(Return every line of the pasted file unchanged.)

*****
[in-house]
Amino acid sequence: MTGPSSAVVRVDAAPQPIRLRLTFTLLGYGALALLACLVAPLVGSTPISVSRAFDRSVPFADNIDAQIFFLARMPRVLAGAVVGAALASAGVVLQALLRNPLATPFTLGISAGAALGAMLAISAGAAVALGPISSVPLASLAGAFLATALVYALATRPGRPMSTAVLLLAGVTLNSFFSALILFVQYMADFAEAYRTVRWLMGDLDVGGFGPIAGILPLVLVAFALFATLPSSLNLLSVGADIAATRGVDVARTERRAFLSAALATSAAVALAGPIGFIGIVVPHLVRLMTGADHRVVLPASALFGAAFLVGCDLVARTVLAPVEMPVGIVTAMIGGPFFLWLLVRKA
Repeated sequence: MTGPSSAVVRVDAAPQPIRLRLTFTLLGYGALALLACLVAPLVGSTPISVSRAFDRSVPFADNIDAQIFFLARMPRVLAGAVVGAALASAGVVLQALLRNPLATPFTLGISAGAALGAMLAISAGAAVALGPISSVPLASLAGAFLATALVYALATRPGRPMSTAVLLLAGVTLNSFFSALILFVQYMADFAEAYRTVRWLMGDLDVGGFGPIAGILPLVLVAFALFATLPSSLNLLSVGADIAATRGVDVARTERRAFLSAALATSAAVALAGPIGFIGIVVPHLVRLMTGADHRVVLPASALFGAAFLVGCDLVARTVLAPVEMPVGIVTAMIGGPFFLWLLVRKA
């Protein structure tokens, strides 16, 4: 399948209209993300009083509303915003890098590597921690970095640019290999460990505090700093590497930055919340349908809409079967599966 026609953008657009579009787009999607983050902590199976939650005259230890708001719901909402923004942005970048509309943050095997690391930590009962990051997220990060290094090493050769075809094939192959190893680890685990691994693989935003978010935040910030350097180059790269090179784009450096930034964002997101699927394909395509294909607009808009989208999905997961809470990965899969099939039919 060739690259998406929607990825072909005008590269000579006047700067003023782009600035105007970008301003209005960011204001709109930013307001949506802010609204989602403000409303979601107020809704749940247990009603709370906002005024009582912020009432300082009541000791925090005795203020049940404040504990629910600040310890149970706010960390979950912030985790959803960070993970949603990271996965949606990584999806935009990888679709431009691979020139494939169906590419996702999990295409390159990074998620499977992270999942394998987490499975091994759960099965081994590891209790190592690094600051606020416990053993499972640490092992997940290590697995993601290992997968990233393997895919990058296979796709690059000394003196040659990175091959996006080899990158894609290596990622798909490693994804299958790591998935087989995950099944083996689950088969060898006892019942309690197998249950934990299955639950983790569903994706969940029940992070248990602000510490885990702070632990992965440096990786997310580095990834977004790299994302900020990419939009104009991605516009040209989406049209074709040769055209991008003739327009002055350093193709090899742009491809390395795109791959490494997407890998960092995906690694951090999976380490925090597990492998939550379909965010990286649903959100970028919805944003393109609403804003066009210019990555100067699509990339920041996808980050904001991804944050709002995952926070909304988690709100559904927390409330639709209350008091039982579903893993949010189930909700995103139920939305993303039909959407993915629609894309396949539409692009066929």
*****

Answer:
[in-house]
Amino acid sequence: MTGPSSAVVRVDAAPQPIRLRLTFTLLGYGALALLACLVAPLVGSTPISVSRAFDRSVPFADNIDAQIFFLARMPRVLAGAVVGAALASAGVVLQALLRNPLATPFTLGISAGAALGAMLAISAGAAVALGPISSVPLASLAGAFLATALVYALATRPGRPMSTAVLLLAGVTLNSFFSALILFVQYMADFAEAYRTVRWLMGDLDVGGFGPIAGILPLVLVAFALFATLPSSLNLLSVGADIAATRGVDVARTERRAFLSAALATSAAVALAGPIGFIGIVVPHLVRLMTGADHRVVLPASALFGAAFLVGCDLVARTVLAPVEMPVGIVTAMIGGPFFLWLLVRKA
Repeated sequence: MTGPSSAVVRVDAAPQPIRLRLTFTLLGYGALALLACLVAPLVGSTPISVSRAFDRSVPFADNIDAQIFFLARMPRVLAGAVVGAALASAGVVLQALLRNPLATPFTLGISAGAALGAMLAISAGAAVALGPISSVPLASLAGAFLATALVYALATRPGRPMSTAVLLLAGVTLNSFFSALILFVQYMADFAEAYRTVRWLMGDLDVGGFGPIAGILPLVLVAFALFATLPSSLNLLSVGADIAATRGVDVARTERRAFLSAALATSAAVALAGPIGFIGIVVPHLVRLMTGADHRVVLPASALFGAAFLVGCDLVARTVLAPVEMPVGIVTAMIGGPFFLWLLVRKA
């Protein structure tokens, strides 16, 4: 399948209209993300009083509303915003890098590597921690970095640019290999460990505090700093590497930055919340349908809409079967599966 026609953008657009579009787009999607983050902590199976939650005259230890708001719901909402923004942005970048509309943050095997690391930590009962990051997220990060290094090493050769075809094939192959190893680890685990691994693989935003978010935040910030350097180059790269090179784009450096930034964002997101699927394909395509294909607009808009989208999905997961809470990965899969099939039919 060739690259998406929607990825072909005008590269000579006047700067003023782009600035105007970008301003209005960011204001709109930013307001949506802010609204989602403000409303979601107020809704749940247990009603709370906002005024009582912020009432300082009541000791925090005795203020049940404040504990629910600040310890149970706010960390979950912030985790959803960070993970949603990271996965949606990584999806935009990888679709431009691979020139494939169906590419996702999990295409390159990074998620499977992270999942394998987490499975091994759960099965081994590891209790190592690094600051606020416990053993499972640490092992997940290590697995993601290992997968990233393997895919990058296979796709690059000394003196040659990175091959996006080899990158894609290596990622798909490693994804299958790591998935087989995950099944083996689950088969060898006892019942309690197998249950934990299955639950983790569903994706969940029940992070248990602000510490885990702070632990992965440096990786997310580095990834977004790299994302900020990419939009104009991605516009040209989406049209074709040769055209991008003739327009002055350093193709090899742009491809390395795109791959490494997407890998960092995906690694951090999976380490925090597990492998939550379909965010990286649903959100970028919805944003393109609403804003066009210019990555100067699509990339920041996808980050904001991804944050709002995952926070909304988690709100559904927390409330639709209350008091039982579903893993949010189930909700995103139920939305993303039909959407993915629609894309396949539409692009066929």